According to the report, Porsche received  32,000 applications for the 1,400 jobs, “most of them by Opel workers in Bochum, where the plant will be closed by the end of 2014.”  Porsche is looking for 1,000 workers and 400 engineers. Already, a complete Opel team changed sides to work in the new paint shop in Leipzig.

Changing jobs is more attractive to younger workers. Workers who have been at Opel for decades will make more money by waiting to get fired before the plant closes and to collect very generous severance payments of between $200,000 and $300,000.

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Opel Abandons Bochum Completely Mon, 29 Apr 2013 10:44:01 +0000

Bob King’s attempts to ingratiate himself with German unions, and to make Opel’s Bochum workers reconsider their decision to turn down Opel’s restructuring plan, are being ignored. Actually, it appears as if they had the opposite effect. Days after King’s comment, Bochum plant manager Manfred Gellrich rejected new discussions, saying Opel does not want to “waste precious time,” Reuters says. Over the weekend, Opel dropped another bomb: Bochum will be closed completely. A parts depot that was supposed to stay open, will also close its doors.

With the shuttered logistics center, another 420 jobs will be lost, raising the number of redundancies to 3,700, says Der Spiegel. “It does not make sense to leave the distribution center in Bochum,” once manufacture of cars stops, an Opel spokesman told the magazine. Bochum’s works council had not put much faith in the plan in the first place – one of its reasons for rejecting the plan. Opel has another parts center in Rüsselsheim.

The Bochum plant is scheduled to close by the end of next year. Opel will move the production of its Zafira MPVs elsewhere, two years before a planned model changeover.

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Bob King Intervenes In Bochum, Receives Cold Shoulder Wed, 24 Apr 2013 13:54:46 +0000

UAW boss Bob King told Opel’s Bochum workers to vote again, and to this time accept a deal that had been worked out between the German metal worker union IG Metall and GM.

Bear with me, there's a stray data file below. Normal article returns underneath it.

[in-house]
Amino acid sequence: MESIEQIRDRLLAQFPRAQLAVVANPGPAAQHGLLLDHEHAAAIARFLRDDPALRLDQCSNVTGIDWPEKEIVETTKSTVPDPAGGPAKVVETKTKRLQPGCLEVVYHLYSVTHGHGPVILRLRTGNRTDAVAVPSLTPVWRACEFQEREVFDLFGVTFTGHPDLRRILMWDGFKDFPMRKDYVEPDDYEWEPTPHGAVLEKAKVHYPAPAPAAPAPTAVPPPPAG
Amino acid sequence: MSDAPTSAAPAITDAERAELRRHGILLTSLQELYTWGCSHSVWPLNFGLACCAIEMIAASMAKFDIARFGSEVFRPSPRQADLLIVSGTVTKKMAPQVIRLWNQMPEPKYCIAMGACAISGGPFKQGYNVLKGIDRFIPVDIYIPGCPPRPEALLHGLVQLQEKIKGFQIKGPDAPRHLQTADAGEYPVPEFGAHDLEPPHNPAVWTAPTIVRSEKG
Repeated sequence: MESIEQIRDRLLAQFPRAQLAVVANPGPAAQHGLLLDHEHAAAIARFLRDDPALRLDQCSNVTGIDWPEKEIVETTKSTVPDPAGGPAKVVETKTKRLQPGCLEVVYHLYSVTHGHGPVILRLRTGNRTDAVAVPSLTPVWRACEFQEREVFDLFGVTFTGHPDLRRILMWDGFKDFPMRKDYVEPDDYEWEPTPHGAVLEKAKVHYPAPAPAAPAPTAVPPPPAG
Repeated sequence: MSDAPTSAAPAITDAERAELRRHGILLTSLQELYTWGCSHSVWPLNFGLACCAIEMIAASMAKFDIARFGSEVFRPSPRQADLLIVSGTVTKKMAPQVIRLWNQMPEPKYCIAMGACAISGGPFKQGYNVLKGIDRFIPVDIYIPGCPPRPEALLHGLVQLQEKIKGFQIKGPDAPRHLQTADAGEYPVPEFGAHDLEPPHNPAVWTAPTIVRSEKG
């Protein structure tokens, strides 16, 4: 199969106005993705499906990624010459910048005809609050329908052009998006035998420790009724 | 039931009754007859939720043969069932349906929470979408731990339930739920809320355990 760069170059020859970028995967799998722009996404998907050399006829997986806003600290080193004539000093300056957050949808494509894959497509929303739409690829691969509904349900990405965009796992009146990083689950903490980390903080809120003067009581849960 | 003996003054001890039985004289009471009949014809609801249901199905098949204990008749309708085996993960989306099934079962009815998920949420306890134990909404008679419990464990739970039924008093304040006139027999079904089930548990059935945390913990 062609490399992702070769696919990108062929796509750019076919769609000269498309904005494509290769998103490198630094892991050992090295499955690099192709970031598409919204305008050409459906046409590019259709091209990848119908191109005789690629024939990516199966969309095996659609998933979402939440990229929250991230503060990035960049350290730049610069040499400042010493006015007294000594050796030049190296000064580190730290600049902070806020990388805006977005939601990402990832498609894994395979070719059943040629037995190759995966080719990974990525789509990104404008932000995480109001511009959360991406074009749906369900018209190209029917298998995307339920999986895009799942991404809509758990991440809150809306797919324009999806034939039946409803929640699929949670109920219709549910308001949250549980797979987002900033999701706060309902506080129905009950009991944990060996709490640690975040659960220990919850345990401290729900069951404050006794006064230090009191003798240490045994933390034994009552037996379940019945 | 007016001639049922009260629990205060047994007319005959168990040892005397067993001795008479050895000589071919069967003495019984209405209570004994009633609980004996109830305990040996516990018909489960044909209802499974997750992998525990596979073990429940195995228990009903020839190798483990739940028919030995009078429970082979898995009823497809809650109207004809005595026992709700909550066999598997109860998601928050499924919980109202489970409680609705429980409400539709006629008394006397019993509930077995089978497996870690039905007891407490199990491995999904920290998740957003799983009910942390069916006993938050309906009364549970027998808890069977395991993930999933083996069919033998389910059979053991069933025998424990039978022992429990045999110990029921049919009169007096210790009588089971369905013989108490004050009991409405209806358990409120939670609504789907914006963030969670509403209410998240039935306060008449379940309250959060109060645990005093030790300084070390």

According to Reuters, “UAW President Bob King, who is a member of Opel’s supervisory board, said on Tuesday that workers at GM’s Opel plant in Bochum, Germany should ask to vote again on the restructuring deal they rejected last month that would have kept the plant open through the end of 2016 and retained 1,200 of the more than 3,000 employees.”

The plan had been overwhelmingly rejected by Bochum’s workers. The plant is now scheduled to close by the end of 2014.

King, who oddly sits on Opel’s Supervisory Board as a representative of the union despite being the chief of one of GM’s biggest shareholders, said he “would really hate to see that plant closed when so much effort was put in by IG Metall and the works council to save it.”

The plan is likely to fall on deaf ears. “We gave the employee a clear choice,” spokesman Harald Hamprecht told Reuters. “We respect the outcome. The Opel supervisory board acted accordingly and we are moving on.”

Bochum’s workers have not been heard of, but it is unlikely that they are sympathetic to the plan. They had accused their unions of throwing them under the bus, and they probably won’t listen to a major shareholder of GM.

King is trying to curry favors with IG Metall, and to enlist its help for the UAW’s efforts to organize the U.S. plants of German transplants.


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Opel’s Bochum Workers Reject Deal, Prepare For Costly Battle Fri, 22 Mar 2013 13:31:08 +0000

GM has a huge problem in Bochum – or an unexpected opportunity.  Workers at Opel’s Bochum plant yesterday refused a restructuring plan that would guarantee auto production in Bochum through 2016, and that would keep the plant making components after that. GM answered on the same day:  ”Production of the Zafira Tourer and  the waiver of enforced redundancy will end after 2014.” This would open the door to closing the doors in Bochum.

It also could become extremely costly for GM.

After other Opel plants had voted to accept the restructuring plan, workers at Bochum rejected the proposal yesterday with 76.1 percent of the votes,  Automobilwoche [sub] says.

Currently, there is a contract that keeps jobs safe and plants open through 2014. The restructuring plan would have extended the production of the Zafira through 2016. After 2016, Bochum would have been used for component manufacturing and a parts depot, employing 1,200 workers. Currently, 3,900 people work in Bochum. This number can now be reduced to 420.